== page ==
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SOA is Green, Not.

April 05, 2008

I read last week in an InfoWorld email blast an article talking about SOA being green. It caught my eye primarily because I work with SOA and wondered if the author had seen something in the approach that I had not.

Well, he hadn't, which is unfortunate.

For those of you familiar with the common SOA technologies, you undoubtably know that nearly all data manipulations are done via XML. Oracle's SOA suite components BPEL and ESB certainly do that including translating more traditional record-structured data to XML. And, of course, web service SOAP messages are XML.

Therein lies the problem. Data processing in XML is inherently slower than for a traditional record representation due to translation overhead. The same data represented in XML requires greater storage. I use the Oracle SOA Suite to put a web service interface on a database stored procedure which gives me the same functionality accessible either as a direct call through a db link or as a web service call. I typically see slowdowns on the order of 10 fold or more when using the web service call vs. the direct call.

What this means is that large volumes of data such as a batch file load requiring preprocessing using a service, either must take a lot longer or need more horsepower. The latter is where most of my customers go because batch processing windows are fixed at night and they generally don't have the option to extend processing. More horsepower requires more electricity and AC. The volume of data in XML format often requires substantially greater disk space for both data and log files. This is not green at all.

Granted, SOA is ideal for asynchronous low volume messaging between applications or application orchestration, again with low volume. It is only the high volume batch activity that is inappropriate.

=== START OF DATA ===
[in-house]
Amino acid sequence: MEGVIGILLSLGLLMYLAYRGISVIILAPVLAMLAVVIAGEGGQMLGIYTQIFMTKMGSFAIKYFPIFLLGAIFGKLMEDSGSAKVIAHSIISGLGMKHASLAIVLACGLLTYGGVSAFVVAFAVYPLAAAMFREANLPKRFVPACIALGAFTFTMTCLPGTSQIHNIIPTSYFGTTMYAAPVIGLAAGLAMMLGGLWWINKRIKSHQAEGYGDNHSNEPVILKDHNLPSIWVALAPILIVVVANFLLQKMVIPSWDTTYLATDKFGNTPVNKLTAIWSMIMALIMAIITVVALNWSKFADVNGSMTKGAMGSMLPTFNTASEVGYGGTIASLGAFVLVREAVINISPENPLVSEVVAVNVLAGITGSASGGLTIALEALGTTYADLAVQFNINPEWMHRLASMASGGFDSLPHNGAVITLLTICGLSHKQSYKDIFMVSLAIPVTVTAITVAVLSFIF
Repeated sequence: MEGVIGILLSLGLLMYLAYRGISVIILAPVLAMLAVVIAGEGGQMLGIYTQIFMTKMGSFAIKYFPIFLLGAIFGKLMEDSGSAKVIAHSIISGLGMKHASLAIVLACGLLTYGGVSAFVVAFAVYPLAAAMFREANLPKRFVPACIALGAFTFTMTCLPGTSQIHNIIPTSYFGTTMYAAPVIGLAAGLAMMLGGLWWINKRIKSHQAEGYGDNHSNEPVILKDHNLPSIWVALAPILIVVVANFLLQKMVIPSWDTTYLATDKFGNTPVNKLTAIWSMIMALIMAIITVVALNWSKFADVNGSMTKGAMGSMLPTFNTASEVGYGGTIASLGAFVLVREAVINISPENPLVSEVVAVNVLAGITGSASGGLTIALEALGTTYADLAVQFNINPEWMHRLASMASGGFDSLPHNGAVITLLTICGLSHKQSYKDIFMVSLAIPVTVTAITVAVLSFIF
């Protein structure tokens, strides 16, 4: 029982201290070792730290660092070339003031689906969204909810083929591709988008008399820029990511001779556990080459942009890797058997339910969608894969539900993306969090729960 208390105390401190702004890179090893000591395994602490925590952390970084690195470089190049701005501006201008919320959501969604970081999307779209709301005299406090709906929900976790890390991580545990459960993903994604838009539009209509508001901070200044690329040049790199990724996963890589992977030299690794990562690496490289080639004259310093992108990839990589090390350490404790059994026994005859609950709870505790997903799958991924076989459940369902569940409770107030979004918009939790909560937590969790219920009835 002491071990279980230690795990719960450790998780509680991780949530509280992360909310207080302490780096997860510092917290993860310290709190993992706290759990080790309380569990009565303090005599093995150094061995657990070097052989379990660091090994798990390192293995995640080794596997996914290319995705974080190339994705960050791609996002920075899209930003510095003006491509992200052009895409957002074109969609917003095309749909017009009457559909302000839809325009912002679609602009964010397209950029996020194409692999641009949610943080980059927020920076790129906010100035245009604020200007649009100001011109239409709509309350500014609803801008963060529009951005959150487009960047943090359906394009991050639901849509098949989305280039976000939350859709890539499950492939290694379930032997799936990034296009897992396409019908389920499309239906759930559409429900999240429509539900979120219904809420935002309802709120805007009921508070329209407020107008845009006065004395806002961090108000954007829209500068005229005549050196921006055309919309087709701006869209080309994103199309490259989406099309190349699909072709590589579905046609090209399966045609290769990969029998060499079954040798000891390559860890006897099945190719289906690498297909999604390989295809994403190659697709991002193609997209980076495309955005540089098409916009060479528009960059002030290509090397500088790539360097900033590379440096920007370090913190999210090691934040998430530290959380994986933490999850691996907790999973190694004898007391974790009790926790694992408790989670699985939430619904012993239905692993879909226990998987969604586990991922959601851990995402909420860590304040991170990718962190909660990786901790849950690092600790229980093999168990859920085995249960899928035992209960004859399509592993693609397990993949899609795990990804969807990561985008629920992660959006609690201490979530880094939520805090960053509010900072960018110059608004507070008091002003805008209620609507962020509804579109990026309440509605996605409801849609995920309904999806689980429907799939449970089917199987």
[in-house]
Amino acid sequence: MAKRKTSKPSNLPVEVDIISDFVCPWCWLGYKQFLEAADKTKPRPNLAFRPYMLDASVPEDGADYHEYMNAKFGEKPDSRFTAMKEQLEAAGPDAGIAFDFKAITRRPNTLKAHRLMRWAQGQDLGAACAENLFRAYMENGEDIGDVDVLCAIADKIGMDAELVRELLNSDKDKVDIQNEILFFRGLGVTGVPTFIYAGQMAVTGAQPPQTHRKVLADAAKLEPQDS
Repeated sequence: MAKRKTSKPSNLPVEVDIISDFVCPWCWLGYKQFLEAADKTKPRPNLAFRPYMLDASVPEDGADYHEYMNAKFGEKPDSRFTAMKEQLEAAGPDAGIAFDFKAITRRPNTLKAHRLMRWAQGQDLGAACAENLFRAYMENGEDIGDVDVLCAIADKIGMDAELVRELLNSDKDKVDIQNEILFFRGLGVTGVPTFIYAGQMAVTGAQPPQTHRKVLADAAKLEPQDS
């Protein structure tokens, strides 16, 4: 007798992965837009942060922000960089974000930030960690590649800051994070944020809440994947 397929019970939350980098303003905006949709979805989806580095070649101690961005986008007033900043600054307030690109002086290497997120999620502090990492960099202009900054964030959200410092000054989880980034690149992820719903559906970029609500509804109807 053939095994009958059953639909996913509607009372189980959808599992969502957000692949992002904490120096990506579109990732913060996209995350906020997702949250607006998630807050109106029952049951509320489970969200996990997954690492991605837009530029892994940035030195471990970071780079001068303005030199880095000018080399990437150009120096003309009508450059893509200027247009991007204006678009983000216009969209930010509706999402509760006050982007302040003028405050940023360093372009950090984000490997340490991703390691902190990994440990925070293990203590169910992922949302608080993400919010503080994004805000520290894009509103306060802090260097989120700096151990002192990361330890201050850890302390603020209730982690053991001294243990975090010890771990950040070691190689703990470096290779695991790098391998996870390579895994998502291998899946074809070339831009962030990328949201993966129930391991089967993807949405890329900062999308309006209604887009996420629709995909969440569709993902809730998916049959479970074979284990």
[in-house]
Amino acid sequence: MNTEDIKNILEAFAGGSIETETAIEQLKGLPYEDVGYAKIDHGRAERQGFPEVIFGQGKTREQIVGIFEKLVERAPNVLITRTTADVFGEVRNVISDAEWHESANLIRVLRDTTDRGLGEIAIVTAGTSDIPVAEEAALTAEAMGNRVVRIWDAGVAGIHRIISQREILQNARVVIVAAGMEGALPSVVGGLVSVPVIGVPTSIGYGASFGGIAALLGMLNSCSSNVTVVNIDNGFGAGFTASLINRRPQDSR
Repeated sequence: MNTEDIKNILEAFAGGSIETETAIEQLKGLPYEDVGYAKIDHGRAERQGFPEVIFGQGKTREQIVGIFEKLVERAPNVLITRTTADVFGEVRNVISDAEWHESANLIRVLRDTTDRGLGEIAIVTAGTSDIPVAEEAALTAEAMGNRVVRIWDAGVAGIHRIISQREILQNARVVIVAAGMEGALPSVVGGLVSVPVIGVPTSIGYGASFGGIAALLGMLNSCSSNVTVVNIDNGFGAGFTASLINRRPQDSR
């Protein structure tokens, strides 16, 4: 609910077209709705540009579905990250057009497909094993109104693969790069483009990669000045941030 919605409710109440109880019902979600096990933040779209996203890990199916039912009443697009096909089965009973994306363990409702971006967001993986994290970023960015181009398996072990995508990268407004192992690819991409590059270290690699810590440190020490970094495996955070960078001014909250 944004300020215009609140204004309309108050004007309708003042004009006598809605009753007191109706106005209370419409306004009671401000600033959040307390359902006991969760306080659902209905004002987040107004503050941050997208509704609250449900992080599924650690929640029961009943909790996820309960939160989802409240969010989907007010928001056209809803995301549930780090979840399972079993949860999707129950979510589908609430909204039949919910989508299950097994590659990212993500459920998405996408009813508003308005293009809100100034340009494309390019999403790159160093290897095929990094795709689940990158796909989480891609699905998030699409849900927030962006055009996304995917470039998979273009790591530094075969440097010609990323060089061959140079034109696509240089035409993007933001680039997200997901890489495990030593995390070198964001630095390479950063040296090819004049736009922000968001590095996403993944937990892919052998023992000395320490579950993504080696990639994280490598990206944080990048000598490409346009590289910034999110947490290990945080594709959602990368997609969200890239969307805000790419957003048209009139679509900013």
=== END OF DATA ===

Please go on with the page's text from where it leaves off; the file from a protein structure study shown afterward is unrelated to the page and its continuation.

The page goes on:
There are different middleware tools emerging for handing higher volumes. Oracle has a product called Oracle Data Integrator that does this. I have not used it yet, but it has the specifications for higher throughput.

I believe this will be an emerging area in SOA tool development. There are advantages to translating data from a record form to a canonical XML form, especially when dealing with integration problems where the sources are different from each other yet the core processing is the same. And, batch files are not going away.

There is also the option to not use SOA, but use other, often existing methods to move and load data that do not translate to XML but nonetheless perform well and get the load job done. In my case, I generally use the direct package procedure call through the dblink to gain batch performance and then use the same package procedure now enabled as a web service when called from a UI. The flexibility gets my job done for me.

The lesson here is flexibility. Until the tool vendors come up with approaches that run light without overbite, as the old Dr. Dobb's motto said it best, choice in approach and mindful of performance is the best way currently to stay green.


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